The results from testing performed last month by the state Department of Environmental Protection to determine the radioactive levels in Ten Mile Creek will be released in late August or early September, an agency official said Wednesday.
The state agency conducted testing at 13 separate sites on June 22 and 23 that collected nearly three-dozen samples of water, soil, foliage and aquatic life along the creek, DEP spokesman John Poister said.
Concerns were first raised last year about potential radiation around the discharge area of the abandoned Clyde Mine near Clarksville.
The DEP’s mining program took initial samples at three sites last year that showed elevated radiation levels, prompting the environmental agency’s mining bureau to discuss the results with its radiation detection team. The two teams within DEP then began working closely to formulate a plan to conduct more extensive testing along the creek and around the discharge area, Poister said.
“It was much higher than we had seen,” Poister said of the radiation readings in the initial round of testing. “The mining people … are not used to dealing with that, so they sat down with radiation protection team, which took some time because they wanted to look at the whole area.”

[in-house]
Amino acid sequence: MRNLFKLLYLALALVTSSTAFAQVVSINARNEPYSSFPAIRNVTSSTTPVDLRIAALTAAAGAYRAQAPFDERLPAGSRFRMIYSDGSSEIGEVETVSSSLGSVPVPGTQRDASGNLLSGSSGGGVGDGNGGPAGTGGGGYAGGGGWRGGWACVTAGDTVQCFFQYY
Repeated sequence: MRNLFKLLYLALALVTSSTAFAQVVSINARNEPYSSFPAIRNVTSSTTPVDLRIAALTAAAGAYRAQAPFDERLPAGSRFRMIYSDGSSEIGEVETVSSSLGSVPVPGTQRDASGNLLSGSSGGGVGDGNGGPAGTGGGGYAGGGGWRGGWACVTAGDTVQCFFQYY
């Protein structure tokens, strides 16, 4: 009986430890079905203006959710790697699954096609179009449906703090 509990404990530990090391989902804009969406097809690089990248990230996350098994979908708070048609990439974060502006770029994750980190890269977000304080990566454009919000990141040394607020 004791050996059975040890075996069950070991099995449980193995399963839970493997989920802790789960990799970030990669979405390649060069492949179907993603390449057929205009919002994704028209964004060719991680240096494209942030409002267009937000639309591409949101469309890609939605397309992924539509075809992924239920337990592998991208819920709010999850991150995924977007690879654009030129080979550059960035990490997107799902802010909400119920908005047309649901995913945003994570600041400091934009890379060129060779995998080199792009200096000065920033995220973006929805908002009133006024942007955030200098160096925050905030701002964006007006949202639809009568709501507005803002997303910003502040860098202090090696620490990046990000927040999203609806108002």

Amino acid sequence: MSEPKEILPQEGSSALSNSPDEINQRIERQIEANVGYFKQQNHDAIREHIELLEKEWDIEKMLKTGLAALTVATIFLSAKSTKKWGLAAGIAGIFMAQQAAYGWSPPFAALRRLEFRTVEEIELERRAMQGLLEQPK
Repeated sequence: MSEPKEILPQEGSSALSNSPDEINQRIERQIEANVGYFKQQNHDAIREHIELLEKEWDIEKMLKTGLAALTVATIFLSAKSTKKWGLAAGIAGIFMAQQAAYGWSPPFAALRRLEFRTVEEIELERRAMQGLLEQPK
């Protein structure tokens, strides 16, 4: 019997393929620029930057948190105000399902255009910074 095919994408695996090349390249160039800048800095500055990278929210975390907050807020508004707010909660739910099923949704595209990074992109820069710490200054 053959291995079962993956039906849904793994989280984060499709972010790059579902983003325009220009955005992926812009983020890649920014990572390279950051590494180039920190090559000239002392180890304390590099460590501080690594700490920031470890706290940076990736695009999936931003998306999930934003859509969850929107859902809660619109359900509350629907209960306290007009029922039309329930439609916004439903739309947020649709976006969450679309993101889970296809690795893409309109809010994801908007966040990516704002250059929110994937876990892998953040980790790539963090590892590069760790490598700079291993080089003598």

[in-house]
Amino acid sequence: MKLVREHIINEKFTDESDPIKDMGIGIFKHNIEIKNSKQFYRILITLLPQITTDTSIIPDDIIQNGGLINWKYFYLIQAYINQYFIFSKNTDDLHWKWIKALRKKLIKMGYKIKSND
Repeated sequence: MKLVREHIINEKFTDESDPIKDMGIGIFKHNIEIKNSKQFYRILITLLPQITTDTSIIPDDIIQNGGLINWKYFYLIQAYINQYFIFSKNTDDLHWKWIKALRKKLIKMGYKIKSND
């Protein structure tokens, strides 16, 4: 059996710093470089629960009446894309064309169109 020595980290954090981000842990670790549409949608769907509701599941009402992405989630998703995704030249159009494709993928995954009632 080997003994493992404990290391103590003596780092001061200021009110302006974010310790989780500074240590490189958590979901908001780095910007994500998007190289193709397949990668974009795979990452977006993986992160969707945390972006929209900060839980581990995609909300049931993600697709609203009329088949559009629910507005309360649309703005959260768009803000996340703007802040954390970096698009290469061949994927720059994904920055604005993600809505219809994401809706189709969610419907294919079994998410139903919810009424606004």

The DEP said in a written statement other water samples will also be analyzed for “typical acid mine drainage and Marcellus shale indicators” using “accepted EPA approved methods” to determine if Radium 226 and 228 and uranium are present.
Poister said the DEP will review the data to determine if more sampling is needed and what, if any, further steps should be taken.
The most recent testing was performed both upstream and downstream from the Clyde Mine Treatment Facility that needed to be repaired in spring 2013, and the Tri-County Joint Municipal Water Authority plant near Fredericktown.
State Rep. Pam Snyder, D-Jefferson, said the testing “should provide key scientific markers as to the extent of any problem” involving Ten Mile Creek, which feeds into the Monongahela River and is a major water source for area residents.
“Protecting Ten Mile Creek and the people who depend on it for water – as well as the stream’s aesthetic benefits – remain the overarching priority,” Snyder said in a written statement. “It’s difficult to be patient when the safety of water supplies is called into question. However, we need to get this right and deal with it in a responsible manner.”
Representatives from Izaak Walton League of Greene County, which brought the matter to the attention of the DEP last year, could not be reached for comment.